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Moe Zulfiqar, B.Comm.

Moe Zulfiqar joined Lombardi Financial as a research analyst and editor where he provides insight into current market conditions, trends, and where the next big opportunity will surface. Moe analyzes macroeconomic conditions, but has a special interest in the basic materials, financial, and technology sectors.

Moe has a strong understanding of North American capital markets. A student of world finance and trading, he has extensive knowledge of both fundamental and technical analysis, and uses them to evaluate high-growth investment opportunities.

Moe is a graduate of the York University business program. He is an avid runner and has completed two half-marathons. In the past, Moe has participated in competitive football, wrestling, and rugby. He is an avid football fan, and his favorite team is the Dallas Cowboys.

Get to know Moe…

What was your first trade and how did you do?

The first trade I ever made was in a company that made prepaid credit cards. It was a penny stock that traded on the TSX Venture Exchange. I invested in the company because I liked the idea and I thought it had the potential to grow. It didn’t. I lost 50% of my investment, but I learned something significant from it: great ideas can only work if they are executed well.

What is the most important advice you would offer to investors?

There are three main pieces of advice I always offer my readers. The first is that predicting tops and bottoms is impossible, and it can make a huge dent in your portfolio if you’re wrong—so don’t do it. Second, you need to know when to bow out; cut your losses before they get bigger. Finally, never risk more than you can afford to lose.

What moment in stock market history has really influenced your investing career?

There are two moments that have really stuck with me.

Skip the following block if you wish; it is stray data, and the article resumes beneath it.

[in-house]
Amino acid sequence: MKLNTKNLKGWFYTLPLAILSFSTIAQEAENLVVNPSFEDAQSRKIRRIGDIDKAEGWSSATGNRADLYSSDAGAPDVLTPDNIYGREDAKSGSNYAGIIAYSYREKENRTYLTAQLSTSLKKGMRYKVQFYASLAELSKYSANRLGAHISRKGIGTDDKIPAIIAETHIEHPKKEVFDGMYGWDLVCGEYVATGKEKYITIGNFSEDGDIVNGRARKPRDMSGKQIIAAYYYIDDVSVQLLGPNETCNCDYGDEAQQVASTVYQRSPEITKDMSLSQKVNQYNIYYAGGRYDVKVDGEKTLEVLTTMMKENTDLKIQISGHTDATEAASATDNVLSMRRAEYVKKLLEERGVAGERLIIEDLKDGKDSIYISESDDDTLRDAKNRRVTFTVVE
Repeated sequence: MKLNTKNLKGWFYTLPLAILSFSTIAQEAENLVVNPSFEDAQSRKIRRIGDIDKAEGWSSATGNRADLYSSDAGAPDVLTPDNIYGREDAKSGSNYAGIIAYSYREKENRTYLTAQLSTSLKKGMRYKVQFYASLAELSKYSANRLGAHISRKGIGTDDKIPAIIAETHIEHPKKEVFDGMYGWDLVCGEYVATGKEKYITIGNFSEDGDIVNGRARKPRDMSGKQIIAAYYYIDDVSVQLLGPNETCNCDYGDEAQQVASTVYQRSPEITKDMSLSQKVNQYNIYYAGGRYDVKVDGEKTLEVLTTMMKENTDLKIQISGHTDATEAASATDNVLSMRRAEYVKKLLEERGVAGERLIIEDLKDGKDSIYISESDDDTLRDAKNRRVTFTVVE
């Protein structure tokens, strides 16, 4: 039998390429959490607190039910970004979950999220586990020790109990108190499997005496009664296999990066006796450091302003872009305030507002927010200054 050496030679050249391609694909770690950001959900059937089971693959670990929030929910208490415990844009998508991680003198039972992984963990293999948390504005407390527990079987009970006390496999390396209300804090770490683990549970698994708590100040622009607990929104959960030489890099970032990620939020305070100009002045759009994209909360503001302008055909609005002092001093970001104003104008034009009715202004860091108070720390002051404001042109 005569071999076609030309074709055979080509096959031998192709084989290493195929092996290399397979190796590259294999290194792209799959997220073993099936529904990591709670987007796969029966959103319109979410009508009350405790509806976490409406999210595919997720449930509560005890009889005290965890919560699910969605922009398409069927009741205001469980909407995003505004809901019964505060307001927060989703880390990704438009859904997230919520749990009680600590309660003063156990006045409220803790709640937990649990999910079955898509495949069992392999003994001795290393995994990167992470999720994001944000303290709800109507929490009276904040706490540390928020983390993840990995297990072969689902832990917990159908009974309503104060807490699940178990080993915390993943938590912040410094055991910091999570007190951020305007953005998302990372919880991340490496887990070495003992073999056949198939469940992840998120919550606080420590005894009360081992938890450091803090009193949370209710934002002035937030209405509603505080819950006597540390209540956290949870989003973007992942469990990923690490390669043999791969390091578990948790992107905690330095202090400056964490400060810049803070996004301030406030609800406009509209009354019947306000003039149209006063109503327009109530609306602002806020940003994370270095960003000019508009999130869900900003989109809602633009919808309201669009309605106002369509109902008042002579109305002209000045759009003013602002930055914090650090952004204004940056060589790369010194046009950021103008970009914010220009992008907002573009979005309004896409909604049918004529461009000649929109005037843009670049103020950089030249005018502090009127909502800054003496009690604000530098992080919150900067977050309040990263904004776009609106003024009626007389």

The first was on Monday, September 15, 2008. On this day, Lehman Brothers collapsed. There was a significant amount of uncertainty in the markets. No one really knew what to do, what was next. To me, this moment was one of the most difficult for investors. You had to be very careful in what you did; due diligence was key.

The second date is Friday, March 6, 2009. On this day, the S&P 500 dropped to its lowest level since 1996. There was uncertainty as to where the markets would head next. On the next trading day, the markets turned; we haven’t seen those lows since. This moment was a great example of one of my many investing mantras: buy when there’s blood in the streets.

Email: [email protected]

Moe Zulfiqar's Articles

Extreme Valuations Say a Stock Market Crash Is Nearing

Key Valuation Measures Say Stock Market Crash Could Be Around Corner Another stock market crash could be right around the...

Have Investors Lost Their Minds? Junk Bond Issuance Surges 57%

Investors Ignoring Risks, Throwing Sanity Out the Window If you're trying to build a retirement portfolio, investing for the long...

$50 Silver Price Could Happen Much Sooner than Expected

Mint Sales Figures Say Silver Prices Could Go Up a Lot Silver prices could go much higher. It looks like...

This Troubling Disparity Says Financial Crisis Could Become Reality

Bank Stocks Underperform: Indication of Financial Crisis? A financial crisis could be right around the corner. Investors beware. You see,...

Why U.S. Economy Could Get a Lot Worse Before It Gets Any Better

Economic Data Suggest U.S. Economy Could Get Uglier I can’t stress this enough: look at the economic data, specifically the...